Have you ever discussed schools and universities with someone from another country or even institution, and gotten confused over terminology? Words like college, faculty, credit, … while generally sharing latin roots, have taken on different meanings around the world. In this blog post, I try to make sense of it all, using my experiences from Switzerland, France, Australia, US, and Canada, and what I’ve learned from elsewhere.Read the rest of this entry »
Parents learn can learn a lot about an education system from the vocabulary their children bring home. Since our arrival in the canton of Vaud, Switzerland, the results are telling. The words bouncing around the living room are “test, oublie, revision, bavardage, arrivée tardive, heure de retenue, heure d’arrêt, redoubler…” These are all words about discipline or performance. Previously, in very different school systems, the words were more along the lines of “my project, the school concert, assembly, homework“. What does this show? Read the rest of this entry »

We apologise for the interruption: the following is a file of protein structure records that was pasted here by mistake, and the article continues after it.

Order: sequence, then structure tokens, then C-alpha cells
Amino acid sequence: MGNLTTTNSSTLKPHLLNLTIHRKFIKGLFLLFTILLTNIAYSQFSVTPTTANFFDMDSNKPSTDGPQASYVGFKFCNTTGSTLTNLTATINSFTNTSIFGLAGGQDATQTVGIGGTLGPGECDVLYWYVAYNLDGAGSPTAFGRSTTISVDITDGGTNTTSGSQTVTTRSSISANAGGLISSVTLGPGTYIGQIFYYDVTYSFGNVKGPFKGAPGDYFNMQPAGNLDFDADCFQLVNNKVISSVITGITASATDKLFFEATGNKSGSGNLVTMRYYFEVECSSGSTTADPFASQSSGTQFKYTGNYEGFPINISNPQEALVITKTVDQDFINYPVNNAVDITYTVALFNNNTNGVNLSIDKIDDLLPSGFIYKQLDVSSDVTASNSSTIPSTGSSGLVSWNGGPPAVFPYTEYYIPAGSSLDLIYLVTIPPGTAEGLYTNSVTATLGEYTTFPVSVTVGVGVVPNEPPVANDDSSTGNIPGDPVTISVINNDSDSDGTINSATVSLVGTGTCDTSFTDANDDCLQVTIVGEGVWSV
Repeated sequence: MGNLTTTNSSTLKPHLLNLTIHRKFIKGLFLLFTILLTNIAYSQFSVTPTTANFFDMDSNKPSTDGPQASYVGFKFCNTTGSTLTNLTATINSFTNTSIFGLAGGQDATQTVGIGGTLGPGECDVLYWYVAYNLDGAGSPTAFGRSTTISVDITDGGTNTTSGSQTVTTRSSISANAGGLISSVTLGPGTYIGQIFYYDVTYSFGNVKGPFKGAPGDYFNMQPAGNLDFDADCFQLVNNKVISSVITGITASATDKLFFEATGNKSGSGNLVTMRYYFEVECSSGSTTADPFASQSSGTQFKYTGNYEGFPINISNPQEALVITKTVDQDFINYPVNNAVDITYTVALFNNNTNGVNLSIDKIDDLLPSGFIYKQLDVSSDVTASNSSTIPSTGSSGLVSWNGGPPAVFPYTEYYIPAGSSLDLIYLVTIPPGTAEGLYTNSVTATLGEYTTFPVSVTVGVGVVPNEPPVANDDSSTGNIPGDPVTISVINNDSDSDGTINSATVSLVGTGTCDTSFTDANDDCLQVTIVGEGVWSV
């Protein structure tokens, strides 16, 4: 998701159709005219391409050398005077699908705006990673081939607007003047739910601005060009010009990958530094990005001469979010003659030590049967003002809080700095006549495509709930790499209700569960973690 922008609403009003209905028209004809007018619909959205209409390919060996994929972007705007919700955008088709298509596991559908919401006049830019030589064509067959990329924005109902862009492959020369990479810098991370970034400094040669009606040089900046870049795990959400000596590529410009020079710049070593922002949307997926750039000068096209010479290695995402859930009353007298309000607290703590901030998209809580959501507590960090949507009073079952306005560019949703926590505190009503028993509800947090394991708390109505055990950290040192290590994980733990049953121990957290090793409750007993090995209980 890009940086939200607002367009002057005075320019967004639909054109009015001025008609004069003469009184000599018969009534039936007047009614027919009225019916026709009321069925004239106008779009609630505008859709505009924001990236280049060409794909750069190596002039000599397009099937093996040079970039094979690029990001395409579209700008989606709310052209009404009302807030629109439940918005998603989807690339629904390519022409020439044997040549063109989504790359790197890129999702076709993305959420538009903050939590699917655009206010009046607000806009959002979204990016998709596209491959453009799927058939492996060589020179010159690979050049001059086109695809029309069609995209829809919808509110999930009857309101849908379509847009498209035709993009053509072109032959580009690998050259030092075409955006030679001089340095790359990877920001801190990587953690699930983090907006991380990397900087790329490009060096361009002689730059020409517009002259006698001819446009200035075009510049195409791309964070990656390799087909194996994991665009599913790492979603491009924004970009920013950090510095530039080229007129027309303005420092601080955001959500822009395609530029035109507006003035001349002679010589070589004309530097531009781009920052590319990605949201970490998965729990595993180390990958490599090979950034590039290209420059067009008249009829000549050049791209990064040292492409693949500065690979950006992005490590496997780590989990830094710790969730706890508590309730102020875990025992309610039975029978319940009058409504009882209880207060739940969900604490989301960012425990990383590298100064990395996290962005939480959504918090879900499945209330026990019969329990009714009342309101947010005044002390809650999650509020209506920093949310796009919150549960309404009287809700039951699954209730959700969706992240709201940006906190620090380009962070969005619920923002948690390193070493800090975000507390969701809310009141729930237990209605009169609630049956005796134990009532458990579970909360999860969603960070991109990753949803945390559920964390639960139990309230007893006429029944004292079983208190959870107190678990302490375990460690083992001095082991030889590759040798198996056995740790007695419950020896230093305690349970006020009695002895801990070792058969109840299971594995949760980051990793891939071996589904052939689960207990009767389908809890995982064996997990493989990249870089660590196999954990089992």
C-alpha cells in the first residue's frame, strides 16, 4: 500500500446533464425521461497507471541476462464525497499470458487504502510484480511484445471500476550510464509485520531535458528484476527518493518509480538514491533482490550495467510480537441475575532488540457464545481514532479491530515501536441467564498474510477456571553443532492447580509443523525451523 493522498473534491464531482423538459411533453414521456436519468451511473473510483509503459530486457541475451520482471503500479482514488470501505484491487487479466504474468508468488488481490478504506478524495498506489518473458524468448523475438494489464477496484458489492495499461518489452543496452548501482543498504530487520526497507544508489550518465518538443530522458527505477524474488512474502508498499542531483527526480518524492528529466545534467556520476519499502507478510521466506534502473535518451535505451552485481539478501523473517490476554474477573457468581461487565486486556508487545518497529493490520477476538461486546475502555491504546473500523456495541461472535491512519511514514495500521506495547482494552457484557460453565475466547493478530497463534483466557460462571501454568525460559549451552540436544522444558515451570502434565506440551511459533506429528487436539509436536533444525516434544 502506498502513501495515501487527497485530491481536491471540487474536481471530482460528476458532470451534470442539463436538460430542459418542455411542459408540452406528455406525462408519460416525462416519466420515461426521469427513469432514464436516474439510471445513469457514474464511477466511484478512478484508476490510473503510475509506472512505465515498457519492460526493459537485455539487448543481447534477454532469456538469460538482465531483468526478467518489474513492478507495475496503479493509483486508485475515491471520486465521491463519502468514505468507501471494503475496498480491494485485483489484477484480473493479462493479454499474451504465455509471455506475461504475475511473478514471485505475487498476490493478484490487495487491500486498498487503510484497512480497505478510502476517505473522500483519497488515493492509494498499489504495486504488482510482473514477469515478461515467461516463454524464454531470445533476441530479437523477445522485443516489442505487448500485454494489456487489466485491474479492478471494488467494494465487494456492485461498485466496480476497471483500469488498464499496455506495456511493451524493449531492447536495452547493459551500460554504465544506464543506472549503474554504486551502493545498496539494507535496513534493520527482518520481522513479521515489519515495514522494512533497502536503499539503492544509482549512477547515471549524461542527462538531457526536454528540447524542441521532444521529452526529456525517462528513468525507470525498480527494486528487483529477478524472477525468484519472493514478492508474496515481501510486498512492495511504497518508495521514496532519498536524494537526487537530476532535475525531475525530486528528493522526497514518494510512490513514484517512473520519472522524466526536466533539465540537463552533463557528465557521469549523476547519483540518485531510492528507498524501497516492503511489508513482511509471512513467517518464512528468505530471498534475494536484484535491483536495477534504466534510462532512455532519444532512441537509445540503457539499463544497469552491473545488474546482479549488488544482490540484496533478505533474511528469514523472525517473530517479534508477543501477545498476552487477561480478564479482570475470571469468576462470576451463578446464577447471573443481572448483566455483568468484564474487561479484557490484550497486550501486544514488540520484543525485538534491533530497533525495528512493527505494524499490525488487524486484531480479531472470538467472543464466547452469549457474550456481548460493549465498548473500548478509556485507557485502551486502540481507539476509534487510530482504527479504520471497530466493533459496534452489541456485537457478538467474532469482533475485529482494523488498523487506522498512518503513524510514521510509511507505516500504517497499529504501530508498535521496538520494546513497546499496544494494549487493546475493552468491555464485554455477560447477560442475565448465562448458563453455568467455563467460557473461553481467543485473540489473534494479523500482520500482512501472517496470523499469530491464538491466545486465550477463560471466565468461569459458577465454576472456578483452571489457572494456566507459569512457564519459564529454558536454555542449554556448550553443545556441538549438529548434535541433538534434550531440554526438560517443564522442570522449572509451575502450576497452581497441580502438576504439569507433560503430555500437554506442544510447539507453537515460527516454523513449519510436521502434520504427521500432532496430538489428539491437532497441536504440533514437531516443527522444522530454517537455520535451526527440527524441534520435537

Imagine two 9 year-old children. One gets driven across town to a school that his parents find best fits his learning needs, or social values, or cultural community. He barely knows the kids on the street where he lives, as they all go to other schools. He sits in traffic everyday, contributing carbon to the atmosphere and pollutants to the city air. The other child walks to the local primary school, joining friends along the way, kicking stones down the sidewalk, plucking leaves from the hedge, learning to avoid dangerous street crossings and engaging in little mischiefs. Obviously, I exaggerate and simplify. But the point I wish to make is that the impacts of school choice (or school vouchers, or proliferating private schools) on traffic, air quality, carbon emissions, health, family time, and neighbourhood cohesion are far from sufficiently discussed in debates over school choice.